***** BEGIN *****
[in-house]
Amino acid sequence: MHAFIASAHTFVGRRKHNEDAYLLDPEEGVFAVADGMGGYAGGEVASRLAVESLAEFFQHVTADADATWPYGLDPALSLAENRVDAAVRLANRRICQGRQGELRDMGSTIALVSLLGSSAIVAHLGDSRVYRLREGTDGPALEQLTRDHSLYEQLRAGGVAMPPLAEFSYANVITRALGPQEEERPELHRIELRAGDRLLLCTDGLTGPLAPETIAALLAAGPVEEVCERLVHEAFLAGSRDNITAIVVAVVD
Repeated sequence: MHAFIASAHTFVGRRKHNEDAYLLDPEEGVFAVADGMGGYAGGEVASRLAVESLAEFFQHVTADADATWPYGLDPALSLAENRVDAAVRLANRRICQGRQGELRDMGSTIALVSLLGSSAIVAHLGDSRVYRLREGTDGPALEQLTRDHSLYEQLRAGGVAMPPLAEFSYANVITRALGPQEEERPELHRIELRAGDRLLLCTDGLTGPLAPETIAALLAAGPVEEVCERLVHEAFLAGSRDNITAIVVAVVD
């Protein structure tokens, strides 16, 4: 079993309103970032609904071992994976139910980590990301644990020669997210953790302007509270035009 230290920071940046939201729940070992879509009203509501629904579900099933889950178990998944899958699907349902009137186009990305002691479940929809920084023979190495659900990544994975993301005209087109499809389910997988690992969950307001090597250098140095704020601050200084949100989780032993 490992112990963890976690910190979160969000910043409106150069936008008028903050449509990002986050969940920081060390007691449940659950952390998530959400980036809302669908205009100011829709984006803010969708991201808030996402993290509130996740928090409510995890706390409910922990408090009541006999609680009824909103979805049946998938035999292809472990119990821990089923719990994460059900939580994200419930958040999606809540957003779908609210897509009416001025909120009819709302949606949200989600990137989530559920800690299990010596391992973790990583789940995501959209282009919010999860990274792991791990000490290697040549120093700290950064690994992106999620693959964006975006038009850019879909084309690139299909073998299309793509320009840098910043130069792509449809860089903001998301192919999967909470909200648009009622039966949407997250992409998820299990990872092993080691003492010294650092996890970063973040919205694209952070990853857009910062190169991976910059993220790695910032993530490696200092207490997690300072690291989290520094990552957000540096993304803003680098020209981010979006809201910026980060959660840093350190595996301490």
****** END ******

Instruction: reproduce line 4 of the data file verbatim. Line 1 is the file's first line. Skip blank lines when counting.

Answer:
């Protein structure tokens, strides 16, 4: 079993309103970032609904071992994976139910980590990301644990020669997210953790302007509270035009 230290920071940046939201729940070992879509009203509501629904579900099933889950178990998944899958699907349902009137186009990305002691479940929809920084023979190495659900990544994975993301005209087109499809389910997988690992969950307001090597250098140095704020601050200084949100989780032993 490992112990963890976690910190979160969000910043409106150069936008008028903050449509990002986050969940920081060390007691449940659950952390998530959400980036809302669908205009100011829709984006803010969708991201808030996402993290509130996740928090409510995890706390409910922990408090009541006999609680009824909103979805049946998938035999292809472990119990821990089923719990994460059900939580994200419930958040999606809540957003779908609210897509009416001025909120009819709302949606949200989600990137989530559920800690299990010596391992973790990583789940995501959209282009919010999860990274792991791990000490290697040549120093700290950064690994992106999620693959964006975006038009850019879909084309690139299909073998299309793509320009840098910043130069792509449809860089903001998301192919999967909470909200648009009622039966949407997250992409998820299990990872092993080691003492010294650092996890970063973040919205694209952070990853857009910062190169991976910059993220790695910032993530490696200092207490997690300072690291989290520094990552957000540096993304803003680098020209981010979006809201910026980060959660840093350190595996301490």